Weirdest parts on a robot (And the stories behind their use)

Over my teams four robots that have been built we have used some quite unique parts that worked quite well for us.

  • Rubber LEGO tape (2019) (commercial purpose to stick to tables and wall for LEGO to be stuck to) was used as the contact point between the hatch panel and the fingers of the intake. Why it was there someone stuck it there and it worked well. It was brought to the team as a tread replacement in 2018 since we wore our wheels flat (was not used wheels were left balding)

  • The plunger (2019) (original use unclogging clogged toilets) I refer to it as the plunger as it got quite the bit of recognition at two of our events last year having the same one donated to use by another team (4976) at provincials. Brought in to the fold after it was selected what style of mechanism we were going for and the importance of the flexibility and room for error in the intake was key so instead of designing and making a light weight shock system to go at the end of a painters pole. A plunger was brought in the next day and had the range we were looking for and it went on from there

  • Crazy carpet (2020) (a long sheet of plastic that has two handles in it that is used for sliding down snow covered hills) having a low “everybot” styled robot it was brought up that spending 80 dollar on the top dome piece was not going to be frugal on our part and we are concerned about wear and tear on the original top piece banging into our climber (was redesigned and was wider than everybody’s footprint) so it would be needed to withstand impacts. Enter the idea table the 5 dollars (I believe not even needed to be on the BOM) the crazy carpet was replaced riveted to the proper locations and worked very well. (Was also bright lime green so that was a plus. )

What else have you seen that has been weird that has made it mark known on your robots?


We have had many ‘interesting’ parts on our robots, but every year without fail, we use medical tape (used for the animals at the farm when they broke a bone). It has great friction and works very well on intake mechanisms.

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For a few years I’ve preached the gospel of Sam’s Club cutting boards, which brought back memories of GUS using similar ones to make parts over a decade prior. They’re $9 for a 15"x20", just-under-1/2"-thick piece of very durable polyethylene plastic that cuts like wood. You’d pay double at McMaster for a similarly-sized piece made to tighter tolerances.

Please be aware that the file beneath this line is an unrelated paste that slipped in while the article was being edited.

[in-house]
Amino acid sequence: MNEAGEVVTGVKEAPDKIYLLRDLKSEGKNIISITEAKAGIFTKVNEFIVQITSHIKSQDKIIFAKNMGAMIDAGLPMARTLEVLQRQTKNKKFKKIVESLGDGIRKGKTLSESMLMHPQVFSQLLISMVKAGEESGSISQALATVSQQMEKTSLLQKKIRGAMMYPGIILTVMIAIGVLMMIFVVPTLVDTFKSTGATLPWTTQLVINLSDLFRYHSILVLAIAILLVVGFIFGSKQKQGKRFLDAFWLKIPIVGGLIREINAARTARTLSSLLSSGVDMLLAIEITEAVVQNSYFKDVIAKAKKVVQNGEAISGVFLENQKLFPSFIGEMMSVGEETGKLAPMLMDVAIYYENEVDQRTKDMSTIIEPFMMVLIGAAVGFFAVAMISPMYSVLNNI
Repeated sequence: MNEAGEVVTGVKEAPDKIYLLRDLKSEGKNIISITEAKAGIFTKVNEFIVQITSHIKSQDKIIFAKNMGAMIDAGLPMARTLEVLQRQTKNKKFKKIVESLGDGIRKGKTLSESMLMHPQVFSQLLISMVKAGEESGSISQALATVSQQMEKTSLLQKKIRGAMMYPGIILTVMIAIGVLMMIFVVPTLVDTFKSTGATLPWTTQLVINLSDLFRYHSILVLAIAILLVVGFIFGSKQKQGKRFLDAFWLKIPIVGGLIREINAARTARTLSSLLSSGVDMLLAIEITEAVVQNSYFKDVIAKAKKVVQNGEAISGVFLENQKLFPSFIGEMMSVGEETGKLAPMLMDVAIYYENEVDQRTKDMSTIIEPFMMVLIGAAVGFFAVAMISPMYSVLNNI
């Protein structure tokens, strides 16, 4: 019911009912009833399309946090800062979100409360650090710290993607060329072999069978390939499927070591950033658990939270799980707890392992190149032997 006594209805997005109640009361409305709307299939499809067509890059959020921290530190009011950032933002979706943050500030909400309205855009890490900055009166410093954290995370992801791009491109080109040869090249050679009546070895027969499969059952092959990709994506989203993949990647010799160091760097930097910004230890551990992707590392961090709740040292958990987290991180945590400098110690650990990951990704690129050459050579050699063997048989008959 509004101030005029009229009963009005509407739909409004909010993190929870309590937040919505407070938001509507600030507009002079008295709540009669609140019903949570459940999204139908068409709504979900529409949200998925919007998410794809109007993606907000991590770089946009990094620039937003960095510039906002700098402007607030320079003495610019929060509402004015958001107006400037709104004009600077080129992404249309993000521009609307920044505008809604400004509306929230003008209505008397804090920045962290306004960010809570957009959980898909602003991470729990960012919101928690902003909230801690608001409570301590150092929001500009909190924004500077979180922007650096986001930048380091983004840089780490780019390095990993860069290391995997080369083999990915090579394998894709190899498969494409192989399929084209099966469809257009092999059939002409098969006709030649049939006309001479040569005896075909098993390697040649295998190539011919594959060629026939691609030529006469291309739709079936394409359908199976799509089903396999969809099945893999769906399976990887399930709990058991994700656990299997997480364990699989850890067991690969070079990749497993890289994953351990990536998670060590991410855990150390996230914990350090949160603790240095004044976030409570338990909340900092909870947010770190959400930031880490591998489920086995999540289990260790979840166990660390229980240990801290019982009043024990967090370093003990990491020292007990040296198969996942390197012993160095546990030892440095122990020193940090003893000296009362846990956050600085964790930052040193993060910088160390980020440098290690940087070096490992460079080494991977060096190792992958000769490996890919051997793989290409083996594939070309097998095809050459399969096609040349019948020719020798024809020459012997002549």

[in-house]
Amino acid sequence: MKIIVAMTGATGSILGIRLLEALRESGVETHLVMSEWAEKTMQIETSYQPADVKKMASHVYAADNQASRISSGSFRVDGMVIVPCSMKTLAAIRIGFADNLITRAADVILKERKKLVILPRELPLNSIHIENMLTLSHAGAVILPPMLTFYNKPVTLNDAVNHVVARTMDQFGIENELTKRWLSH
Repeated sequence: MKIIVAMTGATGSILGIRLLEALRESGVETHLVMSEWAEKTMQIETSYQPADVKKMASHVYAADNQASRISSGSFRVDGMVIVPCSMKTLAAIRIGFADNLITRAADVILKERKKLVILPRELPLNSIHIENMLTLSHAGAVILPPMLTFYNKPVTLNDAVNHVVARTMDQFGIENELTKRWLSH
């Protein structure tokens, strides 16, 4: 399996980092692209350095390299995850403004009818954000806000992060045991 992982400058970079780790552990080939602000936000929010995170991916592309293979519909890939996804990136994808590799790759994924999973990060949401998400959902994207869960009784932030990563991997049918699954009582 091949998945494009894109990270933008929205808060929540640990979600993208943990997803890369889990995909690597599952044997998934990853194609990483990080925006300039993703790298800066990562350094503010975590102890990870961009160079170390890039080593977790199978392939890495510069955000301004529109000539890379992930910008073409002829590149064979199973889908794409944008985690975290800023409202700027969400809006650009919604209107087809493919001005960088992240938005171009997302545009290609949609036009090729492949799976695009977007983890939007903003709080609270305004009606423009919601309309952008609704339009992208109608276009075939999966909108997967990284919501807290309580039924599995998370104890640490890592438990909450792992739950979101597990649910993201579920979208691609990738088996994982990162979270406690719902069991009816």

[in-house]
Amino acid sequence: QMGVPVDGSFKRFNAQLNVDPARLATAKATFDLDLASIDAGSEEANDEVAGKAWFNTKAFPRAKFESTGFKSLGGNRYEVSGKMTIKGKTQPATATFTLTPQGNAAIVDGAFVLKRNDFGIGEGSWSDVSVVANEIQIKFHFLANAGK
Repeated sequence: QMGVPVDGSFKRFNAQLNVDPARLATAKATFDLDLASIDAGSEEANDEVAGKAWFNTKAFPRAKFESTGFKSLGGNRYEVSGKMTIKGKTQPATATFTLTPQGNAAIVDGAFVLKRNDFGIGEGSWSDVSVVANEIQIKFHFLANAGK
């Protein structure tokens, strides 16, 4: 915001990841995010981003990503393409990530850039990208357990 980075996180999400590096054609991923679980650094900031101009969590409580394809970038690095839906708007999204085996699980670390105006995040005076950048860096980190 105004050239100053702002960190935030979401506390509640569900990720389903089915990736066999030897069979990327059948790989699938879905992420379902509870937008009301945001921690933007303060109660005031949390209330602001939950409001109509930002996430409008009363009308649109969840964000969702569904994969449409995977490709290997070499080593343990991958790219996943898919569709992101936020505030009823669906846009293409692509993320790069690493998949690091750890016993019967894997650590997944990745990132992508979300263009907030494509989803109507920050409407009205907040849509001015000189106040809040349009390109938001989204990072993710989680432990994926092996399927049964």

In 2018, we used them as cube intakes arm plates…then when our cart’s caster pulled through the mount at Smoky, we bolted through another one as a rescue.

In 2019, it became our hatch grabber. (I don’t know why I don’t have a picture of it mounted properly, but it was originally mounted to the wrong bar.)

In 2020, we made a bootleg GreyT shooter out of them while prototyping. Our friends on 2815 then took some and cut them to the original drawings on their Xcarve for both of us to test with. While our design paths diverged in the end (we decided to dump low), the final 2815 machine not only had a cutting board shooter hood but also cutting board intake and conveyor plates.

Best of all, it’s only about ten minutes door-to-door from our shop to a Sam’s Club so we never have to keep a big stock.


The “weird part selection” story that goes down in history in our team.

  1. Someone decided that we needed extra guards on the robot to protect it as we navigated obstacles (particularly under things):

Fair requirement.

Someone decides to make them out of wood. ~insert comments about WOOD BAD here~

Someone says “well, at least paint it”.

So it got painted.

To look like older wood.

Well, it ended up going well with the theme, so we kept it.

But, whenever someone has an off the wall idea, it always gets compared to “that time time we painted wood to look like wood.”


My favorite so far has been Hotbotz (2640) and their 2019 robot. It’s hatch mechanism consisted of two scrub brush heads and a toilet seat. It also had three toilet brushes and another toilet seat as parts of the cargo mechanism. The whole thing was named, appropriately, The Royal Flush.


Kit of Parts tote on our 2010 robot rookie year. We needed something to protect the electronics and hadn’t heard of polycarb yet (not that we had the budget to buy any).



We covered our flywheels in flex seal this year after we had a failed (and slightly scary) attempt with urethane. The flex seal has actual had some pretty good results and had the season continued we probably would have used it at competitions.

We also used recycled polycarb from last year’s cargo ship to make fins that prevent balls from coming out of our hopper